Mar 15, 2012 (CIDRAP News) – Infectious-disease specialty groups are teaming up to call for increased use of antimicrobial stewardship programs, saying such efforts can help preserve the effectiveness of anti-infective drugs while reducing medical costs.
As evidence, the groups pointed to a new study showing that the University of Maryland Medical Center (UMMC) in Baltimore saved up to $3 million a year by setting up an antimicrobial stewardship program involving a special team to monitor the use of the drugs.
The organizations—the Society for Healthcare Epidemiology of America (SHEA), the Infectious Diseases Society of America (IDSA), and the Pediatric Infectious Diseases Society (PIDS)—released a position paper calling for a number of steps to increase such stewardship programs.
For example, they advocate including antimicrobial stewardship in curricula for healthcare professionals and collecting data on resistance in both hospitals and outpatient clinics.
Meanwhile, Margaret Chan, director-general of the World Health Organization (WHO), warned in a speech yesterday of the threat of a "post-antibiotic era." Speaking at a European conference on antimicrobial resistance, Chan praised the European Union's efforts to preserve antibiotics but said the global challenge is daunting.
Antimicrobial stewardship programs are not new, as SHEA and IDSA released recommendations about them in 1997 and again in 2007, said Ruth Lynfield, MD, chair of the IDSA's National and Global Public Health Subcommittee. But the groups are working for wider use of such strategies, especially in smaller hospitals, she said.
In 2001 UMMC set up an antimicrobial stewardship program that centered on an antimicrobial monitoring team (AMT), according to a report in the April issue of Infection Control and Hospital Epidemiology, a special edition dedicated to antimicrobial stewardship.
The team consisted mainly of an infectious-diseases physician who worked half-time on the program and an infectious-diseases pharmacist with an 80% time commitment. The team provided "real-time monitoring of antimicrobial orders and active intervention and education when necessary," the report says.
The team tried to identify ineffective or excessive antimicrobial coverage, ensure that drug orders complied with policies, identify patients whose treatment could be safety switched from parenteral to oral routes, and suggest infectious disease consultations for difficult cases, the report explains. They were aided by a computer decision-support system.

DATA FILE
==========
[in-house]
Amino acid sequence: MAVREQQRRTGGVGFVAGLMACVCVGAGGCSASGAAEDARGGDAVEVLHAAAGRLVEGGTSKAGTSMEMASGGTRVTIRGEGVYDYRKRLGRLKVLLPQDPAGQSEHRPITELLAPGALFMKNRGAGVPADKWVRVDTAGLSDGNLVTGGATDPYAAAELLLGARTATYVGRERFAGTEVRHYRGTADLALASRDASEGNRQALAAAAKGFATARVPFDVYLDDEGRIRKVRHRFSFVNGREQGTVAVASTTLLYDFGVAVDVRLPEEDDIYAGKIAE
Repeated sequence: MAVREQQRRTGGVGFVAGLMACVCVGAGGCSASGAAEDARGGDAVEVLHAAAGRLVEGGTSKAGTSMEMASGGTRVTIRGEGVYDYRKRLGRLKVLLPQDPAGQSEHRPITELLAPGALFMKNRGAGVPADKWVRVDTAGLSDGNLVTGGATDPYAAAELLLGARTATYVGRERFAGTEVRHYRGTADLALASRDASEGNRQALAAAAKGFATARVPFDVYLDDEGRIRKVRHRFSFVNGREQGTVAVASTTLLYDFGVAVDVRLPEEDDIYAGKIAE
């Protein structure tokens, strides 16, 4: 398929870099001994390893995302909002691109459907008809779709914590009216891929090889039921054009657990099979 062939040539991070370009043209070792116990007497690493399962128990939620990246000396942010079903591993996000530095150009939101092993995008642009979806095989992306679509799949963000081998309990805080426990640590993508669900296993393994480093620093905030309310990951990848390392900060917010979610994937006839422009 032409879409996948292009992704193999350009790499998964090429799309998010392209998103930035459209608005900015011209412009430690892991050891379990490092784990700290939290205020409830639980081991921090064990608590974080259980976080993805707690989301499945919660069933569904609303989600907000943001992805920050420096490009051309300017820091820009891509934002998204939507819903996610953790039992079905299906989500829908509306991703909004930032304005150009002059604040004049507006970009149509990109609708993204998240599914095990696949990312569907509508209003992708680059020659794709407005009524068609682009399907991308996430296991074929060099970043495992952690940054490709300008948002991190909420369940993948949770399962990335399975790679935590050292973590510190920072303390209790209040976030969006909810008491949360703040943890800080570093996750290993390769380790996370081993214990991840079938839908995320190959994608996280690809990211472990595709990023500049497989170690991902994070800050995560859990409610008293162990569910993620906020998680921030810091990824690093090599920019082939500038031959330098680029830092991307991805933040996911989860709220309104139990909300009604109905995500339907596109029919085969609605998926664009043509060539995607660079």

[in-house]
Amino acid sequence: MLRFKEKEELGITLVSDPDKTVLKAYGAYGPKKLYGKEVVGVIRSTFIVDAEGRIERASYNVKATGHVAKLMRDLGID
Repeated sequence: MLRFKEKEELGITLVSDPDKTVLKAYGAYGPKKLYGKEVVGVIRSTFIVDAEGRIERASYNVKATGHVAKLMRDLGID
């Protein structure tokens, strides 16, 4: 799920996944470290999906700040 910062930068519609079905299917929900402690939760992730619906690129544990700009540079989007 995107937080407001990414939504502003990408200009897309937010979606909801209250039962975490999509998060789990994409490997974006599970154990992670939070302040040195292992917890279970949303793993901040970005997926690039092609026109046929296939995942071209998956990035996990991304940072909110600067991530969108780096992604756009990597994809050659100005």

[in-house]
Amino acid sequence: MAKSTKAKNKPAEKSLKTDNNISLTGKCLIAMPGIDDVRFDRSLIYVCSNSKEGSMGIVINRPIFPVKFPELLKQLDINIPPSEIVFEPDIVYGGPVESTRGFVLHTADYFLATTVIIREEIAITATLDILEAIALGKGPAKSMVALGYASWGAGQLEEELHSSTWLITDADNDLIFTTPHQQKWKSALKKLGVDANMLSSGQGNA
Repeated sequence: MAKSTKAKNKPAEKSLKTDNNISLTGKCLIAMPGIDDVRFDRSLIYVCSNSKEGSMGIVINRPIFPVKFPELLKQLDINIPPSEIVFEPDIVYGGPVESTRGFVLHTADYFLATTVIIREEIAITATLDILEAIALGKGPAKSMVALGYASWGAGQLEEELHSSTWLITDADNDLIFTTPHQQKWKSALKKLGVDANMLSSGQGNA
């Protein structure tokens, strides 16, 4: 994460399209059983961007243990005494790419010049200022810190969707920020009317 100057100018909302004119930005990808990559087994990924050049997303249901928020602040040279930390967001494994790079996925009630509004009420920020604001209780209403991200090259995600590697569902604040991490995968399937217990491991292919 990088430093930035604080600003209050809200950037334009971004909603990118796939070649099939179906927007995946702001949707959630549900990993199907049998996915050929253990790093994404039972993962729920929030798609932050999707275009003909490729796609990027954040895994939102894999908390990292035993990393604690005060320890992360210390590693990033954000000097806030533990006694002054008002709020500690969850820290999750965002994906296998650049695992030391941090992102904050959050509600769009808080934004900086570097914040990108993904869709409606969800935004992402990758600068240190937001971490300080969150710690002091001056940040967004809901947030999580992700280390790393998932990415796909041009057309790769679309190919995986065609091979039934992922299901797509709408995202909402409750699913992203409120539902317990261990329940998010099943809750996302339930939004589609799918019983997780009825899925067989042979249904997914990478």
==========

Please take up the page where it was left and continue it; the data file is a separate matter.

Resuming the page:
The authors determined that the program paid off handsomely. Antimicrobial costs per 1,000 patient-days decreased from $44,181 at baseline in 2001 to $23,933 by the end of the program in FY 2008, a 45.8% drop, they write. "There was a reduction of approximately $3 million [per year] within the first 3 years, much of which was a decrease in the use of antifungal agents in the cancer center." But there were significant savings in the use of other types of antimicrobials as well.
"Importantly, these savings did not compromise quality of patient care. The study found no increases in mortality, length of stay, or readmission to the hospital," SHEA officials said in a press release about the study.
Despite its success, the program was dropped at the end of FY 2008, in part because of some dissatisfaction over a preauthorization requirement for the use of certain drugs, the article says. The program's funding was then used to provide for additional infectious-diseases consultation throughout the center, on the assumption that this would ensure good antimicrobial stewardship.
However, UMMC's antimicrobial costs rebounded after this change, rising from $23,933 to $31,653 per 1,000 patient-days in 2 years, a 32.3% increase that added up to $2 million, the report says. The authors allow that certain external factors, such as higher recommended dosing for vancomycin, may have contributed to this increase.
Since stopping the program turned out to be costly, the report says, UMMC has since restarted it, but with one difference: an automatic infectious diseases consult has replaced the preauthorization requirement for use of restricted antimicrobials.
"Our research shows that investing in stewardship not only helps preserve our dwindling antibiotic tools, it can also help to eliminate wasteful healthcare spending," Harold C. Standiford, MD, first author of the report, commented in the press release.